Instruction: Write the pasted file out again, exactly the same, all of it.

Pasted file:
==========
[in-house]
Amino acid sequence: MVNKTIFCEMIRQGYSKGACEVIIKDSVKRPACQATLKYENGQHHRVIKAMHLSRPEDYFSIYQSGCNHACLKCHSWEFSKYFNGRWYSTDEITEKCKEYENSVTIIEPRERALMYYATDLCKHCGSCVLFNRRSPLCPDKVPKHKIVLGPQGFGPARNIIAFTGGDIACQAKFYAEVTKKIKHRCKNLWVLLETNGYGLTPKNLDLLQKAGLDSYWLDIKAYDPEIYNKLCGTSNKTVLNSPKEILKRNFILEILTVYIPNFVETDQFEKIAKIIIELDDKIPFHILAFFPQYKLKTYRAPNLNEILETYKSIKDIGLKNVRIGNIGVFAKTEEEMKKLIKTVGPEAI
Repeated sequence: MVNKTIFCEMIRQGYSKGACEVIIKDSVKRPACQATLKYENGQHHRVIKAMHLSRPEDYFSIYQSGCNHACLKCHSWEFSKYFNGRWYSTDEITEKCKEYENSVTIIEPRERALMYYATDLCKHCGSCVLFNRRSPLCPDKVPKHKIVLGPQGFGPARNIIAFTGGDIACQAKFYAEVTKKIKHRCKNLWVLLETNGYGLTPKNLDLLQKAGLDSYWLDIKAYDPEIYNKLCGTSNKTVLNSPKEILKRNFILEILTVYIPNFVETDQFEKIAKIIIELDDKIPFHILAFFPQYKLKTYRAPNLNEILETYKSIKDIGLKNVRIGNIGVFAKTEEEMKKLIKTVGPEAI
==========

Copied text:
[in-house]
Amino acid sequence: MVNKTIFCEMIRQGYSKGACEVIIKDSVKRPACQATLKYENGQHHRVIKAMHLSRPEDYFSIYQSGCNHACLKCHSWEFSKYFNGRWYSTDEITEKCKEYENSVTIIEPRERALMYYATDLCKHCGSCVLFNRRSPLCPDKVPKHKIVLGPQGFGPARNIIAFTGGDIACQAKFYAEVTKKIKHRCKNLWVLLETNGYGLTPKNLDLLQKAGLDSYWLDIKAYDPEIYNKLCGTSNKTVLNSPKEILKRNFILEILTVYIPNFVETDQFEKIAKIIIELDDKIPFHILAFFPQYKLKTYRAPNLNEILETYKSIKDIGLKNVRIGNIGVFAKTEEEMKKLIKTVGPEAI
Repeated sequence: MVNKTIFCEMIRQGYSKGACEVIIKDSVKRPACQATLKYENGQHHRVIKAMHLSRPEDYFSIYQSGCNHACLKCHSWEFSKYFNGRWYSTDEITEKCKEYENSVTIIEPRERALMYYATDLCKHCGSCVLFNRRSPLCPDKVPKHKIVLGPQGFGPARNIIAFTGGDIACQAKFYAEVTKKIKHRCKNLWVLLETNGYGLTPKNLDLLQKAGLDSYWLDIKAYDPEIYNKLCGTSNKTVLNSPKEILKRNFILEILTVYIPNFVETDQFEKIAKIIIELDDKIPFHILAFFPQYKLKTYRAPNLNEILETYKSIKDIGLKNVRIGNIGVFAKTEEEMKKLIKTVGPEAI